橘玲

スーパーZIPに住む新上流階級はマクドナルドのようなファストフード店には近づかず、アルコールはワインかクラフトビールでタバコは吸わない。アメリカでも新聞の購読者は減っているが、新上流階級はニューヨークタイムズ(リベラル派)やウォールストリートジャーナル(保守派)に毎朝目を通し、『ニューヨーカー』や『エコノミスト』、場合によっては『ローリングストーン』などを定期購読している。
また彼らは、基本的にあまりテレビを観ず、人気ランキング上位に入るようなトークラジオ(リスナーと電話でのトークを中心にした番組)も聴かない。休日の昼からカウチでスポーツ番組を観て過ごすようなことはせず、休暇はラスベガスやディズニーワールドではなく、バックパックを背負ってカナダや中米の大自然のなかで過ごす。
マレーは、これが新上流階級がスーパーZIPに集住する理由だという。彼らの趣味嗜好は一般のアメリカ人とまったく異なっているので、一緒にいても話が合わない。「自分に似たひと」と結婚したり、隣人になったほうがずっと楽しいのだ。
アメリカでは民主党を支持するリベラル派(青いアメリカ)と、共和党を支持する保守派(赤いアメリカ)の分裂が問題になっている。だが新上流階級は、政治的信条の同じ労働者階級よりも政治的信条の異なる新上流階級と隣同士になることを好む。政治を抜きにするならば、彼らの趣味やライフスタイルはほとんど同じなのだ。

This entry was posted in globe. Bookmark the permalink.

2 Responses to 橘玲

  1. shinichi says:

    Coming Apart: The State of White America, 1960-2010

    EconWiki

    http://wiki.econwiki.com/index.php/Coming_Apart:_The_State_of_White_America,_1960-2010

    Coming Apart: The State of White America, 1960-2010 is a social commentary written by Charles Murray. In this book, Murray details his views on the demise of American society and the problems associated with the segregation of America based on nothing other than class. Murray is particularly worried about the creation of a subculture of America which he calls a new lower class, previously made up of people from the working class. The people in this new lower class have lost touch with the four “founding virtues” of America: honesty, marriage, industriousness, and religiosity. At the opposite end of the class spectrum lay the new upper class, polar opposite in characteristics from the new lower class. The problem is not just the creation of this new upper class, but the separation of this class from the rest of society, and the unwillingness to press upon the other classes values held by members of this class.

    Murray worries that this segregation of classes and the lost values of the new lower class will lead America down a path of destruction, and will land us with other once great fallen nations. A conservative and libertarian, Murray argues that the social welfare programs provided by the government are part of what is leading Americans to abandon the values that were once so important. He finds great fault with the welfare state of Europe, and he sees America going in the same direction. On the contrary, he argues for little to no government intervention in the form of welfare programs, but offers little evidence to back up this assertion.

    It is found that the top and bottom of white America live in very different cultures, and the difference between the two cultures has been continuing to increase over time. Murray makes an argument in which he believes that the powerful upper class are living in enclaves and are surrounded by their own kind. While on the contrary he believes the lower class are suffering from erosion that consists of family and community life that strikes at the heart of the pursuit of happiness. With that being said, the divergence between the two groups puts the success of the American future at risk.

    Much of what is said here about the state of America and the growing concern of socioeconomic class relation is indeed a relative problem. For years society has documented the struggle of the lower-class and ventured to at least attempt to get to the bottom of what has and continues to cause poverty in and around the lower-class.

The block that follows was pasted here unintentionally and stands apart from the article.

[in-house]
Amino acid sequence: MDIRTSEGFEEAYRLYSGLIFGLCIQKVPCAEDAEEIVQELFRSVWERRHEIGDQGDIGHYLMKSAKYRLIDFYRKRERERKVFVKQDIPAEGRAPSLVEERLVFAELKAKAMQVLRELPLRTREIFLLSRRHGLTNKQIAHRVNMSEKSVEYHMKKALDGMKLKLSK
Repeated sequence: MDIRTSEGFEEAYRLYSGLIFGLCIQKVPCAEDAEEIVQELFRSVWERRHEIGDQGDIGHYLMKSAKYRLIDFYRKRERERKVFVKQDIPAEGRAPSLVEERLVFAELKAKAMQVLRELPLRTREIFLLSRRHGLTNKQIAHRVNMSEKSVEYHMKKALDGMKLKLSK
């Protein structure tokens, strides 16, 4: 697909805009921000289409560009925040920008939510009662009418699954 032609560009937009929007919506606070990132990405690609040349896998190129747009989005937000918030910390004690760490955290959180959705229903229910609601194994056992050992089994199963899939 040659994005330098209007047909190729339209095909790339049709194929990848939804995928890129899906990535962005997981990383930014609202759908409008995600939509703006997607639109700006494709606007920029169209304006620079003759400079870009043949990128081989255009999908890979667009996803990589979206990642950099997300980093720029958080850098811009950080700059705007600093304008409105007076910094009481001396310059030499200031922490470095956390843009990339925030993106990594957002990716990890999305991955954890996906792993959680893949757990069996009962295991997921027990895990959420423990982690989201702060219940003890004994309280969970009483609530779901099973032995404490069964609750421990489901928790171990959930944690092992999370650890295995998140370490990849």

New Upper Class

    The new upper class includes people who are highly educated, wealthy, hold positions of influence in American culture, and share several lifestyle choices that separate them from the rest of “main-stream” America. The new upper class has separated itself from other classes through choices pertaining to raising children, health and wellness, media consumption, and work-life balance. Specifically, new upper class parents are heavily involved in their children’s education and extracurricular activities; these parents prepare their children for college starting the day they are conceived. Members of the new upper class are generally healthy; they take measures to stay physically active and choose to eat foods that are sustainable and generally detest fast food. Being unhealthy in the upper class is looked down upon by other members of this class. People in the new upper class do not consume media like television and movies as heavily as do those in main-stream America; however, they are likely to read some form of newspaper more readily and if the radio is on in their car it is likely to be political talk. The work environment for those in the new upper class is considerably more flexible than for average American workers, and the companies who employ these people are concerned about their health, happiness, and well being.

    This group has also developed a level of homogeneity through associating primarily with others who hold similar levels of education, wealth, and opinions regarding the above choices. Besides separating themselves through cultural choices, this subculture has also physically separated itself by clustering in “super-zip,” those zip codes which contain incomes in the 95th to 99th percentiles (Murray 2012, 92). Surrounding these super-zips are areas that are only marginally less wealthy than the super-zips, which essentially insulates the new upper class from those who are not in their ranks. This insulation markedly reduces the ability of these people to be empathetic to those outside of their immediate “bubble.”

  2. shinichi says:

    言ってはいけない
    残酷すぎる真実

    by 橘玲

Leave a Reply

Your email address will not be published.